The realization that the American health care system must simultaneously decrease per-capita cost and increase quality has created the opportunity for the United States to learn from low and middle-income countries. “Reverse innovation” describes the process whereby an inexpensive innovation is used first in countries with limited infrastructure and resources and then spreads to industrialized nations like the United States.

The traditional model of innovation has involved the creation of high end products by companies in industrialized nations and the spread of these products to the developing world by adapting them to function in low and middle-income countries. Reverse innovation reverses the direction of spread with the United States borrowing new ideas and products designed for less wealthy countries in order to deliver health care more efficiently. (1)

Resource challenged low and middle-income countries are different from the United States in at least six ways that can serve as catalysts for such reverse innovation: 1) affordability, 2) leapfrog technologies, 3) service ecosystems, 4) robust systems, 5) new applications, and 6) the absence of intermediaries. (2,3)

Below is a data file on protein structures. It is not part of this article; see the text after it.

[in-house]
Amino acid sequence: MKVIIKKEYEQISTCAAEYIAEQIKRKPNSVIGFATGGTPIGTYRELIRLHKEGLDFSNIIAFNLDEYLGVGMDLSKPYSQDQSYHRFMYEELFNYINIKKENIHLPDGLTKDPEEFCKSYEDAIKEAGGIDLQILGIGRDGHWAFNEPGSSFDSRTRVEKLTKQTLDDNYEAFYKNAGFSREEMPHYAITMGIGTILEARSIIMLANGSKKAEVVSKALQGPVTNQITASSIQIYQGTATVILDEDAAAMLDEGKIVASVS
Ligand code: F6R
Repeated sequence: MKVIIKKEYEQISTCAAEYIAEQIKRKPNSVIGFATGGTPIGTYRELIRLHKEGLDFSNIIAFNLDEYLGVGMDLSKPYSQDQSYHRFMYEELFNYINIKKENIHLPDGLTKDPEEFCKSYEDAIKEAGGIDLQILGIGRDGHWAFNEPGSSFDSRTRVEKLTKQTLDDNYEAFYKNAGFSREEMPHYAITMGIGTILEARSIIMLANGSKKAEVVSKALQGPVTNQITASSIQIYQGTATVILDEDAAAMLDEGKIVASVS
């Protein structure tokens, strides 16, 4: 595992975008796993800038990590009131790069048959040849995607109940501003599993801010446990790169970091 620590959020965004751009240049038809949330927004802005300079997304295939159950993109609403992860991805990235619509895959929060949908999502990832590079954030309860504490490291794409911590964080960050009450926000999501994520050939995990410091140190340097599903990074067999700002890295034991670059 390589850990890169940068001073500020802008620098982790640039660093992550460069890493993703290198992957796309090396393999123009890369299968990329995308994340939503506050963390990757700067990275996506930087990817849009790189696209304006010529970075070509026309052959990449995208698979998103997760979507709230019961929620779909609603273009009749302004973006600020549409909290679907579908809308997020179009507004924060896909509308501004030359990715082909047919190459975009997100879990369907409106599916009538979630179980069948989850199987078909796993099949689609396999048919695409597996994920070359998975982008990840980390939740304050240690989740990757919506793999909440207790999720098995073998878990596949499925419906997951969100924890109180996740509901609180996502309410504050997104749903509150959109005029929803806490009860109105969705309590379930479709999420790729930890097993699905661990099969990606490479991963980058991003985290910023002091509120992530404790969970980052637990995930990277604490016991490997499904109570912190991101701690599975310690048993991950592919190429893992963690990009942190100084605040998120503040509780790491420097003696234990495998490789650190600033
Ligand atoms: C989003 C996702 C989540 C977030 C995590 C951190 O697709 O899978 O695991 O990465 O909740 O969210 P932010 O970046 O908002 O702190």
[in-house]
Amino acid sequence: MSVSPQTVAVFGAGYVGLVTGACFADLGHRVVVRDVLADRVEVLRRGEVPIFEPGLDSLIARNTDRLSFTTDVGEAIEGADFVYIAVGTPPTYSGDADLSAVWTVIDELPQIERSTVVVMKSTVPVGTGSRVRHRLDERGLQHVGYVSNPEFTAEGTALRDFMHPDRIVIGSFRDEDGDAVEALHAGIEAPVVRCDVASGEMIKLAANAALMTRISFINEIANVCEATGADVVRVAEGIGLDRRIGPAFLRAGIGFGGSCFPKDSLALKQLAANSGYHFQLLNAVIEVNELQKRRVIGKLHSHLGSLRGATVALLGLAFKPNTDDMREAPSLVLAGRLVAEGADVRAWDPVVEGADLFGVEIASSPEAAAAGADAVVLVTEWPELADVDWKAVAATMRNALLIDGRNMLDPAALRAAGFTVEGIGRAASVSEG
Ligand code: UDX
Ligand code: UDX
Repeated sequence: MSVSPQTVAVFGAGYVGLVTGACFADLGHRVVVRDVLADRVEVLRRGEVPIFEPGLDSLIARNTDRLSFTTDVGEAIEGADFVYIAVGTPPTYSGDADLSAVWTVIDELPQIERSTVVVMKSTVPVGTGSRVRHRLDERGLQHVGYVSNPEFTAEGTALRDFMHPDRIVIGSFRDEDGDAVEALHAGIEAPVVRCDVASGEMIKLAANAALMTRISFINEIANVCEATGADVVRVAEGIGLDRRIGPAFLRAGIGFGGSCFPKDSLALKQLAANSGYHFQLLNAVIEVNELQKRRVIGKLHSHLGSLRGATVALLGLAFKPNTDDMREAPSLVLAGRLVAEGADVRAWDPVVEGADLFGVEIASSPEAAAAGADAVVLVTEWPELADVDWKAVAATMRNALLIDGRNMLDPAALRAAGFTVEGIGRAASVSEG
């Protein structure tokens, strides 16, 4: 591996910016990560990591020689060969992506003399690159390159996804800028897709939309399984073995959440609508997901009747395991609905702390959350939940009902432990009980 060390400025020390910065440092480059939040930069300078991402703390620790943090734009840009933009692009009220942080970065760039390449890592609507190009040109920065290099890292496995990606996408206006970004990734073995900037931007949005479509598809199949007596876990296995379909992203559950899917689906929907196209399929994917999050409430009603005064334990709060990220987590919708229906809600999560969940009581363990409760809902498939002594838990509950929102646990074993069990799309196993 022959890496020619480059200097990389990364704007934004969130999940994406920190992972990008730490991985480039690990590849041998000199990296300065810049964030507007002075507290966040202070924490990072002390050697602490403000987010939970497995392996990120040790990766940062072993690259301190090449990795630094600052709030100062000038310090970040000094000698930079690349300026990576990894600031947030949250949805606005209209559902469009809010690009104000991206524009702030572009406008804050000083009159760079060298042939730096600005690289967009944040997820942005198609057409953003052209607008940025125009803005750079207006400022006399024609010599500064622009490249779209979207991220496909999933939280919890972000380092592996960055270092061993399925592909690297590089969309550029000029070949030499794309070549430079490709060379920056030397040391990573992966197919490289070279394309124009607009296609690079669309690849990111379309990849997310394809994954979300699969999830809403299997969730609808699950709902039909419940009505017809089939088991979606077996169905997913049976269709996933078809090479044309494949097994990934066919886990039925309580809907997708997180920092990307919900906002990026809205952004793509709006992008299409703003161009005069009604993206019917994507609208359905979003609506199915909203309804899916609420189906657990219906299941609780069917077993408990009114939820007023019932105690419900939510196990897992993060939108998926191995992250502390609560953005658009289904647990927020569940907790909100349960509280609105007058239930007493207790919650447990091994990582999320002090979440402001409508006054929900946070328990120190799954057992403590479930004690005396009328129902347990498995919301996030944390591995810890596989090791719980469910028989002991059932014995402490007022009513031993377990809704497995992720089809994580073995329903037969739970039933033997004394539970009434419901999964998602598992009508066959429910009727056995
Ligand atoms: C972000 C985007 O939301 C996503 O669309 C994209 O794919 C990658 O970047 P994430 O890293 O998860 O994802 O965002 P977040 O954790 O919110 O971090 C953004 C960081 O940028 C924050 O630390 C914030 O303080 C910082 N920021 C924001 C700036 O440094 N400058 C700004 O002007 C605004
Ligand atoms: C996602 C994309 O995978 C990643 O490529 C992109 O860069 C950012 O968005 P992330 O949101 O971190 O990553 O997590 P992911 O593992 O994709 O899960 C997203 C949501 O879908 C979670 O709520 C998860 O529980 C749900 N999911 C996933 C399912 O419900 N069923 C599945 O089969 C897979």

These nations can’t afford expensive goods so they have to find inexpensive materials or manufacturing options. They also lack 20th century infrastructure and so they have leapfrogged to newer technologies such as mobile phones or solar energy instead of landlines and petroleum based energy sources. Service ecosystems develop in developing countries because entrepreneurs have to rely on others for help by creating new partnerships like video-game cafés where gamers test new products. Emerging markets require products that work in rugged conditions, and customers in poor countries have few product choices, providing market openings for add-ons that update and extend the lives of existing merchandise. (2) Intermediaries such as venture capitalists, universities, and regulators are also often underdeveloped in poorer countries. (3)